The One - Kathy Freston

I think it's important for a book to set out clearly who it is meant for. If you write a book to help teenage girls learn how to date safely, you should probably title it SAFE DATING ADVICE FOR TEEN GIRLS. If you title it TRADITIONAL JEWISH RECIPES, then undoubtedly people who buy it will feel confused and let down.

That is part of the issue here. Kathy titles the book in a way that implies readers will learn to find their soul mate, their true partner in life. However, the entire book then seems to be about building a personal relationship with God while working on your existing marriage or relationship.

So point 1 - if you are single and LOOKING for a soul mate - or if you don't believe in God - this probably isn't the book for you. That is fair enough.

Now, on to the bulk of the book. I agree with many things Kathy says. You can't expect your partner to "fulfill you" when you're bored and cranky and desolate. That is not how life works. You need to find ways to be happy and content - and then you will be a productive half of a happy relationship. You need to work towards becoming a self-fulfilled, peaceful person. As you move down that road, you will find your life in general - and your relationship with your partner in particular - will become more and more joyous.

She explains that you can often approach a given situation from the point of view of fear, or from the point of view of love. If you choose the fear approach, you probably are going to end up disappointed. If you choose the love approach, while it might be tough, more often than not you will end up happier. Yes, it's easier to be defensive and rough, but it really is worth the effort to be nice to others and to give others that chance.

That all being said, some of her tips along the way range from strange to downright harmful. For example, she says if you're angry to go to a parked car, scream, rant and rage inside it, and then either:
1) your partner will magically become better
2) you will give up and just accept the way things are
3) you will throw in the towel and leave your partner

What kind of advice is that?? Studies show that if someone meditates and seeks calm, they tend to find a calm, peaceful response that is productive. If someone rants and raves, it builds up the anger in them and they actually become more hostile. I'm not saying to bottle emotions up. That is NEVER good! But there needs to be a healthy, productive outlet. If you train yourself to scream and yell and curse when you're bothered, that is a habit that will do far more harm than good.

Never mind that her repeated advice to "just give up" goes against everything I believe in. Yes, you can't change people. But if you are in a relationship, you are responsible for half of it. Closing your eyes and hoping for a magical change in your partner is irresponsible. In fact, she even says that staying with an abusive guy is perhaps teaching a lesson. That every relationship teaches you a lesson and is therefore good. Hah! My friend was raped. I'm sure she could have been a happy and productive adult without that little lesson. Some relationships are just WRONG and if you get into one by mistake, it is best to know that and get OUT without waiting around for magical change or for mysterious lessons to emerge.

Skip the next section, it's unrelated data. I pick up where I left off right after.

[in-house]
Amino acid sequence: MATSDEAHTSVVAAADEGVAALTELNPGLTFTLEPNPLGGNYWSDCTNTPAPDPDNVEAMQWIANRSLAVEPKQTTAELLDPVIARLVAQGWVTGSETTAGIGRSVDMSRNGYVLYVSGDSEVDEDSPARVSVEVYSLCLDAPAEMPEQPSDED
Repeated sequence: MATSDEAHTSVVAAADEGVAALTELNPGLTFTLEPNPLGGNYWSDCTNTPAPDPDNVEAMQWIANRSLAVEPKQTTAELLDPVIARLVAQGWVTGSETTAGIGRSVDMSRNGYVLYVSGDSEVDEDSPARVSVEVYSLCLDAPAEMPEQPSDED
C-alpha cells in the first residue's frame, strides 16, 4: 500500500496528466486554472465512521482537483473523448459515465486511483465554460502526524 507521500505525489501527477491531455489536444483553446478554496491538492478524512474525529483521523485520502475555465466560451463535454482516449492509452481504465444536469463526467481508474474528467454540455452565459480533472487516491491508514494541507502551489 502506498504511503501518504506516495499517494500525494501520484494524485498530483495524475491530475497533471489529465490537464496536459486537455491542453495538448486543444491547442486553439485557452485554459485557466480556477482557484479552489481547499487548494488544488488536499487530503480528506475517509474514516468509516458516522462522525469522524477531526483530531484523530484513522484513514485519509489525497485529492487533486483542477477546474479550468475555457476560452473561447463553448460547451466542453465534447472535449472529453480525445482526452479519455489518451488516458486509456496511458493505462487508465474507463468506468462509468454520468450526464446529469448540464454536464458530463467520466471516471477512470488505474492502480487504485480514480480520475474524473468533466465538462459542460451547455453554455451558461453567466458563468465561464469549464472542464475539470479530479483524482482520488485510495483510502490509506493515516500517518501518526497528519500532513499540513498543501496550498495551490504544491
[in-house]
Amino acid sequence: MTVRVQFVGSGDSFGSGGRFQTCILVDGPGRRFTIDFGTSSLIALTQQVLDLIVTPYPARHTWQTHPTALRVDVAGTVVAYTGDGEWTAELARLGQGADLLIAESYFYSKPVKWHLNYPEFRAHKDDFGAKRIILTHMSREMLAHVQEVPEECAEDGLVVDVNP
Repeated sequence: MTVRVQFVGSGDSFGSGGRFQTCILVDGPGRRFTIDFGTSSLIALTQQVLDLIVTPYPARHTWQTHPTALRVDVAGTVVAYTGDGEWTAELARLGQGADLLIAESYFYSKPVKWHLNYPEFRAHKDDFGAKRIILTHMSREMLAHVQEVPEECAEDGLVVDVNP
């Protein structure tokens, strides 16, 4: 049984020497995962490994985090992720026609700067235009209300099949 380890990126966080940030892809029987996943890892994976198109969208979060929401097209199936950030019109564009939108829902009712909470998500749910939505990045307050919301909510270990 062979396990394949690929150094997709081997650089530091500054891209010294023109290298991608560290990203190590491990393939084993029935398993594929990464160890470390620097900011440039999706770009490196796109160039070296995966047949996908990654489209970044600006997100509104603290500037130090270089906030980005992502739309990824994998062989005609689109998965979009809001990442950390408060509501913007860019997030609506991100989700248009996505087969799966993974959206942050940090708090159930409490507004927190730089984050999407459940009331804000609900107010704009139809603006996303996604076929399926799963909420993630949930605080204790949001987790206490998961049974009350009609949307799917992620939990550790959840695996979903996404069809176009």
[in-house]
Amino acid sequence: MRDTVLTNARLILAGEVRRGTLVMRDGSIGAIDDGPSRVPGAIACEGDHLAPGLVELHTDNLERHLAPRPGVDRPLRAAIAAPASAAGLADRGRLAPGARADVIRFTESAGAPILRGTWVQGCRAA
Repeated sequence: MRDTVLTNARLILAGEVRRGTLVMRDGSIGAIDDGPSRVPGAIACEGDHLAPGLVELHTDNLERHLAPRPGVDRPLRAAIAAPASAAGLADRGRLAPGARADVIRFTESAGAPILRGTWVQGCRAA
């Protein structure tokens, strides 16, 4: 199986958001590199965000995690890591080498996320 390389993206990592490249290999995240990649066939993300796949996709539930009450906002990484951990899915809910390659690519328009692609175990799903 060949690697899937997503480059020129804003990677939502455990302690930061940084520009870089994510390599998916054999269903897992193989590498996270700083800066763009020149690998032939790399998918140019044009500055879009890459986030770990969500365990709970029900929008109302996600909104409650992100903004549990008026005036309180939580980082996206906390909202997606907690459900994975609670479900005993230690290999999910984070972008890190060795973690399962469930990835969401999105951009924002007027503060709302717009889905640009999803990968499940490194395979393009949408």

Still, again, there are good parts here. She says, when making amends, that you should bring up past "truths" only when the real purpose is to help someone else feel better - not to assuage your own guilt at the expense of someone else's emotions. If you're upset you should not hold it in, but communicate calmly - not as a 'victim' but as a mature adult with boundaries. If you have a harmful person in your life, you can accept that you care for them but that it is time for you to move on with your path, one that does not involve frequent contact with them. You can never change another person. They can only change themselves, and sometimes they do that best without certain support in their lives.

Kathy explains that a soulmate relationship involves committing yourself to another's growth and emotional welfare *even when it's hard* and communicating proactively to sustain the connection. You need to listen - and also to be honest. You cannot make your partner guess at your needs because you're shy or because "he should know". It is your responsibility to make things clear.

But again, the downside. She says if you're really upset with your partner that it is probably your own "dark side" you're angry with, not his behavior. So if your partner hits you in the head, you're upset at yourself for having a violent dark side??

So there really is a mix here. I really like some of her comments. I really DISlike some of her other comments and feel they could cause great harm. I have to say as a whole that with all the other great books out there that take on this topic with a fully rounded set of writings that I can promote without reservations, I would probably not add this book to my recommendations listing.

Relationship Book Reviews